Ottawa moves to restrict vaping advertisements to prevent youth exposure

Ottawa has been holding consultations this year on measures to restrict advertising for e-cigarettes

Health Canada is proposing to ban advertising of vaping products in spaces where young people can see them in a bid to rein in the rise of underage e-cigarette use.

Minister Patty Hajdu put forward new rules Thursday that would prohibit vaping promotion in specialty shops, businesses and online platforms frequented by youth.

Hajdu also announced requirements that vaping packages feature health warnings and be child-resistant, as well as plans to place limits on nicotine content in vaping liquids to reduce the risk of accidental child poisoning.

“The new measures announced today will help, but there is more to do,” Hajdu said in a statement. “We are working on further steps to protect youth and our message remains clear: vaping comes with serious risks.”

Ottawa has been holding consultations this year on measures to restrict advertising for e-cigarettes in the face of growing evidence that vaping has taken off among teens.

According to the 2018-2019 Canadian Student Tobacco, Alcohol and Drugs Survey, the number of high school students who reported vaping in the past month doubled to 20 per cent since 2016-2017.

A spokesperson for Juul Labs Canada said the e-cigarette maker is reviewing the proposed regulations.

ALSO READ: B.C. to restrict nicotine content, bring in 20% tax on vaping products

Rob Cunningham, a senior policy analyst at the Canadian Cancer Society, praised the government’s plan as a strong start, but said “comprehensive action” is still needed, such as restricting flavours and implementing a tax.

“Right now, youth are being exposed to e-cigarette advertising in social media, on billboards, on television, and many other places, and that’s going to end with these regulations,” he said.

However, Cunningham urged federal lawmakers to also follow their provincial counterparts in clamping down on the availability of vaping products.

“We have made such progress to reduce youth smoking, but now we’re seeing a whole new generation of kids becoming addicted to nicotine through e-cigarettes. That simply shouldn’t be happening,” he said.

Earlier this month, Nova Scotia’s health minister announced the province will be the first to ban sales of flavoured e-cigarettes and juices, and Ontario is considering a similar move.

Prince Edward Island, British Columbia and Newfoundland and Labrador have also adopted new vaping restrictions in recent months.

The P.E.I. government passed legislation last month that raised the legal age to buy tobacco and e-cigarettes from 19 to 21, setting the highest age limit in the country.

In British Columbia, a 10-point plan is aimed at protecting youth from the health risks of vaping, including legislation that caps the nicotine concentration in e-liquids and hiking the provincial sales tax on such products from seven per cent to 20 per cent.

Cunningham said the issue has taken on new urgency due to mounting concern about the links between vaping and respiratory disease.

In the United States, 47 deaths have been attributed to vaping, and 2,000 cases of severe lung disease have been reported. Thirteen cases of vaping-associated lung illness had been reported in Canada as of Dec. 3. So far there have been no deaths.

Adina Bresge, The Canadian Press

Like us on Facebook and follow us on Twitter.

Get local stories you won't find anywhere else right to your inbox.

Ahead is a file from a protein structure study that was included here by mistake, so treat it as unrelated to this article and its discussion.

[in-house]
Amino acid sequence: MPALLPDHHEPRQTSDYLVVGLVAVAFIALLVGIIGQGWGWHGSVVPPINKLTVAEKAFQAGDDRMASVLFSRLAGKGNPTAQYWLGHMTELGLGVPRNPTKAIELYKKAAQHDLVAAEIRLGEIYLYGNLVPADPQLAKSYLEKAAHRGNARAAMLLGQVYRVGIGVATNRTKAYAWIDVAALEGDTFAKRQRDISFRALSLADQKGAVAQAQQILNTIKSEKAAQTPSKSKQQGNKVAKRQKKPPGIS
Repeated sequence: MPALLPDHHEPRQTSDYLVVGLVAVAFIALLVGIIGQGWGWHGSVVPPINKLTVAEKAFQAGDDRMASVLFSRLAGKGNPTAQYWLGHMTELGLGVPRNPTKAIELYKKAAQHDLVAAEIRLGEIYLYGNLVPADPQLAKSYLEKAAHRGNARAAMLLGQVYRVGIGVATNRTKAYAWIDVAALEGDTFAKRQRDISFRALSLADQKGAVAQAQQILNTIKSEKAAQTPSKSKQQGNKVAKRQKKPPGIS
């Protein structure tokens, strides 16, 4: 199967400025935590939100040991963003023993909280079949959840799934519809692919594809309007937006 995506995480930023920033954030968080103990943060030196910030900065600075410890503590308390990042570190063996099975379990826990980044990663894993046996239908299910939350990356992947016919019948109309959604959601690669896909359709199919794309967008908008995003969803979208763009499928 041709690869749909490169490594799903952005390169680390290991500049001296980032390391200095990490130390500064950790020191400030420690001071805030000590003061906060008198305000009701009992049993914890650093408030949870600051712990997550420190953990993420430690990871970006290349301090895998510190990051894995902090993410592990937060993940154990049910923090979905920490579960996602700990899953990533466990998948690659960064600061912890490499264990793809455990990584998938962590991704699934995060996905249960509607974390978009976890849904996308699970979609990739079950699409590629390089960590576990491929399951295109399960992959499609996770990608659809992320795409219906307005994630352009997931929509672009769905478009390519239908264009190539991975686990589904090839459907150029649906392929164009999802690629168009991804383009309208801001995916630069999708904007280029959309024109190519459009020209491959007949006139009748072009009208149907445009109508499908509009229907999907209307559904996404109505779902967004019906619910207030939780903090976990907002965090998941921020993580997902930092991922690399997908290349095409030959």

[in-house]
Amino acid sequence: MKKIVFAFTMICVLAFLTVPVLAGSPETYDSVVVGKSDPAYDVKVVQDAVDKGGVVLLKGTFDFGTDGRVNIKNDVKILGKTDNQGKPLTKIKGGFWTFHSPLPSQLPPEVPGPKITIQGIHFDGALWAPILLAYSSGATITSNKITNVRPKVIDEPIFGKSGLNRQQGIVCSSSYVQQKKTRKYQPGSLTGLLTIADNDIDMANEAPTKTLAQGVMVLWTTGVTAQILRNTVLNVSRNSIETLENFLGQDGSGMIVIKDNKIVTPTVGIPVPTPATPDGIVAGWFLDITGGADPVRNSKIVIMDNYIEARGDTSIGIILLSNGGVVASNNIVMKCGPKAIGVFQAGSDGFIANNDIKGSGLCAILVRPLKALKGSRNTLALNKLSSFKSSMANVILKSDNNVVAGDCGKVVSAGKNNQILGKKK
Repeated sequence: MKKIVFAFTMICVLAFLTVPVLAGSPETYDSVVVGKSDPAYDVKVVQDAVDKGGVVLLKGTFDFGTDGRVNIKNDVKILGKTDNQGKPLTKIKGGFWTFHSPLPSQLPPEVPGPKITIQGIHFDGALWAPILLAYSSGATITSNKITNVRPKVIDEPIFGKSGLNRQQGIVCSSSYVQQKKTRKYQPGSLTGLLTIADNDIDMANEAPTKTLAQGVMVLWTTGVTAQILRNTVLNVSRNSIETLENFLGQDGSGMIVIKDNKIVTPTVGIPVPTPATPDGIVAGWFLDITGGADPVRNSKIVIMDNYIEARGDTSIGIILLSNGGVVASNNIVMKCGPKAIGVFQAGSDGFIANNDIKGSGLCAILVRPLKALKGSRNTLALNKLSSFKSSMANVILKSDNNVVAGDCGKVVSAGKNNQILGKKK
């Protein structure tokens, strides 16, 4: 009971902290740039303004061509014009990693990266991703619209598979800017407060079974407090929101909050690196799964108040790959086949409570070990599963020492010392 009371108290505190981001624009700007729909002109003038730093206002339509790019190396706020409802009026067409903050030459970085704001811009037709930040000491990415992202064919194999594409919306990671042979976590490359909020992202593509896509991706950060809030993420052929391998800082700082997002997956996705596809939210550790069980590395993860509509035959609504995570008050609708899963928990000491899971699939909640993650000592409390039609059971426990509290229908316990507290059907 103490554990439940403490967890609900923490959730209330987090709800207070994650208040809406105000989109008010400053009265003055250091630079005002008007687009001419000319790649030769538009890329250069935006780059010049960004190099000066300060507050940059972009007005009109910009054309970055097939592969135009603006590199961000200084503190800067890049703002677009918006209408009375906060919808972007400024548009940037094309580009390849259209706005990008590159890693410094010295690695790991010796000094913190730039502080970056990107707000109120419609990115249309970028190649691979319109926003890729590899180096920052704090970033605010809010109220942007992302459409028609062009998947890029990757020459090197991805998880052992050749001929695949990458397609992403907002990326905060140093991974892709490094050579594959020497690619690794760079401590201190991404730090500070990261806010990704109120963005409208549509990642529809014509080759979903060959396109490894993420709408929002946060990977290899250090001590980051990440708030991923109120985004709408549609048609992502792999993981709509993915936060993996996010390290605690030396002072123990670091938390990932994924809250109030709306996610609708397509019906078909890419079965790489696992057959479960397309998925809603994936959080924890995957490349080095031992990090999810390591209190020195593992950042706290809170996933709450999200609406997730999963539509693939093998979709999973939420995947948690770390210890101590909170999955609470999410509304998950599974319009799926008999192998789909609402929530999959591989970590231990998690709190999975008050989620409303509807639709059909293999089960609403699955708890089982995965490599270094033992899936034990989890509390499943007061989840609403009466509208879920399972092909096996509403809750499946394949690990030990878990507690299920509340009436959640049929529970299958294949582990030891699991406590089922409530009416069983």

Sign up here

Just Posted

Sylvan Lake and Eckville slowly climbing out of the deep freeze

The Weather Network says warmer, more moderate temperatures are on the way

Mystery thrillers were Sylvan Lake’s popular reads in 2019

Half of the top 10 borrowed titles from Sylvan Lake’s library in 2019 were mystery crime thrillers

School busses once again running in Sylvan Lake

School busses did not run for three days this week due to the extreme cold temperatures

Sylvan Lake RCMP seek assistance in locating missing male

Mark Crier, 17, was last seen in Sylvan Lake on Jan. 13

Advance care planning helps you document your healthcare wishes

It’s important that your loved ones and your healthcare team understand your wishes for healthcare

Kids across Canada more at risk of hospitalization from flu this season: doctor

Dr. Theresa Tam said influenza B does not usually peak until February or later

Metis nations ask Ottawa to negotiate directly with them, not national body

Three provincial Metis nations will work through the national council until after the federal government releases its 2020 budget

Canada to give $25,000 to families of each Canadian who died in Iran plane crash

Prime Minister Justin Trudeau also made it clear that Canada still expects Iran to compensate victims

Oil and gas industry applauds top court’s dismissal of B.C.’s Trans Mountain case

The high court’s ruling Thursday removes one of the remaining obstacles for the project

UPDATE: Supreme Court dismisses B.C.’s appeal in Trans Mountain pipeline case

Judges decide whether B.C.’s power to protect environment can include impeding a federal project

Alberta says universities over-budget; need to freeze travel, hiring, hosting

Demetrios Nicolaides says spending is not meeting expectations

Over 16,000 people nabbed by RCMP between border crossings in 2019

In 2019, 63,830 claims were filed, up from 55,040 in 2018

Iran must compensate crash victims’ families, Canada-led group agrees

‘We are judging Iran every day, demand by demand,’ says Foreign Affairs Minister Francois-Philippe Champagne

Beer-league hockey player awarded $700,000 for body check that caused head injury

Ontario court rules in a March 2012 incident in which a 36-year-old hit his head on the ice

Most Read